Take a peek into the pages of various books, from horror to thriller, mystery, zombie and more. Who knows what you might find for your Christmas stocking this year!
We'll start out with Chris Harold Stevenson's intriguing new book The Girl They Sold To The Moon. (Love that cover!)
About the Book:
Eighteen-year-old Tilly Breedlove’s father has sold her into a form of modern day slavery on Luna—the Tranquility Harbor Mining Company, 240,000 miles from home. Forced to be an exotic dancer, she performs risqué shows for the filthy and filthy rich ore miners--a far cry from her classical and modern dance training. If she isn't resisting obscene advances from bearded “Prairie Dogs”, she's fending off jealous head-liner acts who view her as a threat to their status.
Stevenson says, "I fell in love with the premise of this book because it was so different and hadn't been used before. The idea, that in a distressed future, heads of household could pawn family members just seemed so bizarre and ironic to me. It's not quite the slave trade of the sex slave market--it's a sanctioned process backed and affirmed by the government. I like the excerpt because it delivers a shock right up front, indication what the main character has in store for her and how her world and environment will literally change."
Frampton gagged, and then spit in a cup. He wiped his mouth on his suit sleeve, a sleeve apparently stained multiple times from the same disgusting habit. “Your dossier indicates an entertainment position,” he said. “Probably dancing for the Prairie Dogs…and I’m not supposed to tell you that.”
Dancing for the Prairie Dogs. Dancing, as in strutting around naked and wobbling my bare body parts for men like you? Then she thought about what men like Framptom could do to her or want to do to her with such a job. But where were the Prairie Dogs?
“You mean out in the mid-west?” she tried.
Frampton chuckled. The security guard coughed.
Frampton cleared his throat. “Prairie Dogs are miners—diggers. That’s what they call them at Tranquility Harbor, anyway.”
She swallowed hard. “Is that anywhere near Long Island? Or maybe New York?”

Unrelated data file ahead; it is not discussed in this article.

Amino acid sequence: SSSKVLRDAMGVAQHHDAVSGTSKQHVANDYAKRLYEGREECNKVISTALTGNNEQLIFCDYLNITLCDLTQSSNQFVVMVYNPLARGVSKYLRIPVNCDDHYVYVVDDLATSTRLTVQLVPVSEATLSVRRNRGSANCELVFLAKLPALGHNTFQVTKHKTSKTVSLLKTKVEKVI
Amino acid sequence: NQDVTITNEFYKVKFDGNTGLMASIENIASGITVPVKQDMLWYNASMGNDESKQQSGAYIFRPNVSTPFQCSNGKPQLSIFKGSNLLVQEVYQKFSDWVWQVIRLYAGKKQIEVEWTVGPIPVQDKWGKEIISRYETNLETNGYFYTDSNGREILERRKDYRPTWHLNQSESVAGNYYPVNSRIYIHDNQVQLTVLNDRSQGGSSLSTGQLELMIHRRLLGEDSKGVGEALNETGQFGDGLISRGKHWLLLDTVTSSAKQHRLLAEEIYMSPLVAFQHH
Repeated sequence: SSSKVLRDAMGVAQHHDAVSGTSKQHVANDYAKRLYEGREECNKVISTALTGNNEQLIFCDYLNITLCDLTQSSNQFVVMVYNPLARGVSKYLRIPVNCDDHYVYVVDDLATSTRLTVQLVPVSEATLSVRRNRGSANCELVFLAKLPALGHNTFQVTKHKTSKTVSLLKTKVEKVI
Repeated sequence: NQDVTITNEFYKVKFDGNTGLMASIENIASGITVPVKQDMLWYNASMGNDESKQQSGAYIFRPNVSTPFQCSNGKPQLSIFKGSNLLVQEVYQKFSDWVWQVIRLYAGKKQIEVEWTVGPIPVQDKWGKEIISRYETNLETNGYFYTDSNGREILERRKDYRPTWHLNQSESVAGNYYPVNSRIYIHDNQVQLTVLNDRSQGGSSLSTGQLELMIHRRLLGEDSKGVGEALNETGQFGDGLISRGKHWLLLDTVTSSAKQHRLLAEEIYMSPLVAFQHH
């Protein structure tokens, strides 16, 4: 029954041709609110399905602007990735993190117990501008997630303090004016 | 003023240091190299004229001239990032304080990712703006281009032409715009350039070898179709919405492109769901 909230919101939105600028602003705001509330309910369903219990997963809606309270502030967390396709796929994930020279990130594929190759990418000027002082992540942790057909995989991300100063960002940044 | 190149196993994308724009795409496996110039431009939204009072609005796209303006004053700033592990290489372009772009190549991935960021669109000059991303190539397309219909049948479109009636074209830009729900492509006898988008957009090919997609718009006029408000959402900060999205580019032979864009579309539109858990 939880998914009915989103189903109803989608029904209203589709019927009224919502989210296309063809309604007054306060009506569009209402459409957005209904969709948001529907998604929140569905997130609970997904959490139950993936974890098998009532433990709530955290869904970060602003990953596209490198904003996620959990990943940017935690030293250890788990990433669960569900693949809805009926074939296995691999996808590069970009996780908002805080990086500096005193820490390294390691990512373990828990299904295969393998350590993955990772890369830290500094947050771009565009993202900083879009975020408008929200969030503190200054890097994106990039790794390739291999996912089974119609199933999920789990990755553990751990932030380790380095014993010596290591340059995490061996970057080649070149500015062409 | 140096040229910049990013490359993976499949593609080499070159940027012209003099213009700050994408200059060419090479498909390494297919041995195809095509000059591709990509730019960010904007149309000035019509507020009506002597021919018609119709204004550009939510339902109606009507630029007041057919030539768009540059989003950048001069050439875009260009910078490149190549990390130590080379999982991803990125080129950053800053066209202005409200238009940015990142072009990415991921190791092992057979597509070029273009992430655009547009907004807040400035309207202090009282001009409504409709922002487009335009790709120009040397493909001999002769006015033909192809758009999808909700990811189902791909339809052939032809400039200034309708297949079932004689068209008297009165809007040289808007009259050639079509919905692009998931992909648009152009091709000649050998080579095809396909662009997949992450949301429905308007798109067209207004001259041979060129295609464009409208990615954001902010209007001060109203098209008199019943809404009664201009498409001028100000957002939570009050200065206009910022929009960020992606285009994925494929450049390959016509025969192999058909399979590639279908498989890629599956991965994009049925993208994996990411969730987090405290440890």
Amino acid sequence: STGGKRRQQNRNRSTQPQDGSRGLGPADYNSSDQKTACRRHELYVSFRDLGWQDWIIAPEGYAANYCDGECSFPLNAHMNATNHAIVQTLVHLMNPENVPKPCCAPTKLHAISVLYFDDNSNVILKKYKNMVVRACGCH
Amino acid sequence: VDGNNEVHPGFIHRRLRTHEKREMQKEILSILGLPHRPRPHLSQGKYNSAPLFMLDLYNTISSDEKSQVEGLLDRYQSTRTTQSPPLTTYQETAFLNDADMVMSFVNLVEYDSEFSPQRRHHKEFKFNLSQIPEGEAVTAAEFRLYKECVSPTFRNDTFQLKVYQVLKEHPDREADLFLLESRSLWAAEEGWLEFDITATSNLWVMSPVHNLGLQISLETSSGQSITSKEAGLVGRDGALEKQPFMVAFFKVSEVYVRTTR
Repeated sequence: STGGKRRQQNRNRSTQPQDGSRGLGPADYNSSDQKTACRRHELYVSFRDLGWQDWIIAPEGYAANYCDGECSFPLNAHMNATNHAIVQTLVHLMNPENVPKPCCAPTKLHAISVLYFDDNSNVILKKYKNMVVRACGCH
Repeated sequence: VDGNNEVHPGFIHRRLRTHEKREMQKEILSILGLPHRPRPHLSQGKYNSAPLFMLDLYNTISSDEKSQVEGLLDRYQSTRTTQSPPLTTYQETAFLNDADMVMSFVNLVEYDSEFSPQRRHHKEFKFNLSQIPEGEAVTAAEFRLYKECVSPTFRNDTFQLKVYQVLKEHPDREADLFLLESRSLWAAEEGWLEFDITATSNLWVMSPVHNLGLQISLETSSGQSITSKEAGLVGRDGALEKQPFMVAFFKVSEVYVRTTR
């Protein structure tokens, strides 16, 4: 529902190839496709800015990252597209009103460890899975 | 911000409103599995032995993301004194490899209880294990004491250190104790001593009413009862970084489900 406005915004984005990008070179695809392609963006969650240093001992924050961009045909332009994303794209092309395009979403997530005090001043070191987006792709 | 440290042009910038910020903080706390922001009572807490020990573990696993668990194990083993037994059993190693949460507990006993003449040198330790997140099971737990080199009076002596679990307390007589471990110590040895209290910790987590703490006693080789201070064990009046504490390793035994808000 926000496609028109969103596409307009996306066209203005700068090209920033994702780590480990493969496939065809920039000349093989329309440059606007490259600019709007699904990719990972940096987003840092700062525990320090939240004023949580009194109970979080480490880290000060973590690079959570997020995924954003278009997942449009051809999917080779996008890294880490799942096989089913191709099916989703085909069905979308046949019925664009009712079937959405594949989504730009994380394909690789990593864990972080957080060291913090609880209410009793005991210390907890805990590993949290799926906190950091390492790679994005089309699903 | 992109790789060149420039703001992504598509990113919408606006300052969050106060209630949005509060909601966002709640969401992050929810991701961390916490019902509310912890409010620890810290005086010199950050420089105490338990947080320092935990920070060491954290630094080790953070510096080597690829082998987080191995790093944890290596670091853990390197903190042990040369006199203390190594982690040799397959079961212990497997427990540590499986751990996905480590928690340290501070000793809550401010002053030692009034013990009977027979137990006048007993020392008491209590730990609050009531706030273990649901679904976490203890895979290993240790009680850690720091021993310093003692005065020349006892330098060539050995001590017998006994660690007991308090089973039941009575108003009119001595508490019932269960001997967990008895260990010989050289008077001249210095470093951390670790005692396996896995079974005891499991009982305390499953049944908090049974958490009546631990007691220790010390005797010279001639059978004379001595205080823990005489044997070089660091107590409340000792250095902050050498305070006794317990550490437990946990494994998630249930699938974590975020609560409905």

Frampton blinked. “You’re about two hundred and forty thousand miles off, Sunshine.”
Tilly did some swift mental calculations then stiffened. “You’re not talking about the Moon settlement. Not the Moon!” Now she knew who the Prairie Dogs were--just the type of men that would take advantage of her.
“That’s the place, Sunshine. You’ll be just one more hamster in the giant Habitrail.”
She would not be singing in a choir or dancing in a stage play. They were shipping her off to the Moon, to dance for men that never shaved, showered, or spoke a sentence without using a cuss word. She had a girlfriend who’d told her that her mother had said that the miners were all a bunch of thugs. She thought it incredible that they would put a teenage female in harms way like that. Thugs. If things got out of hand, she vowed to open up the first pressure hatch she found and step outside.
“It’s not so bad,” said Frampton. “Those hard-working brutes could use a cute little cheerleader like you to brighten their day. I know I’d love it.”
She felt bile rise in her throat. Then she began to make high-pitched wheezing noises. She always did that before she vomited.
About the author:
Chris Stevenson, originally born and raised on the beaches of southern California, moved to Sylvania, Alabama in 2009 and settled in with his twin sister. His occupations have included newspaper reporter, front-line mechanic and federal police officer. He has been writing off and on for 36 years, having officially published books beginning in 1988. Today he writes science fiction, fantasy, paranormal romance, young adult, adult thrillers and horror. He has a total of nine titles appearing on Amazon. His latest YA near-future tale, The Girl They Sold to the Moon, took the grand prize in a publisher's novel writing contest and garnered six offers of publication.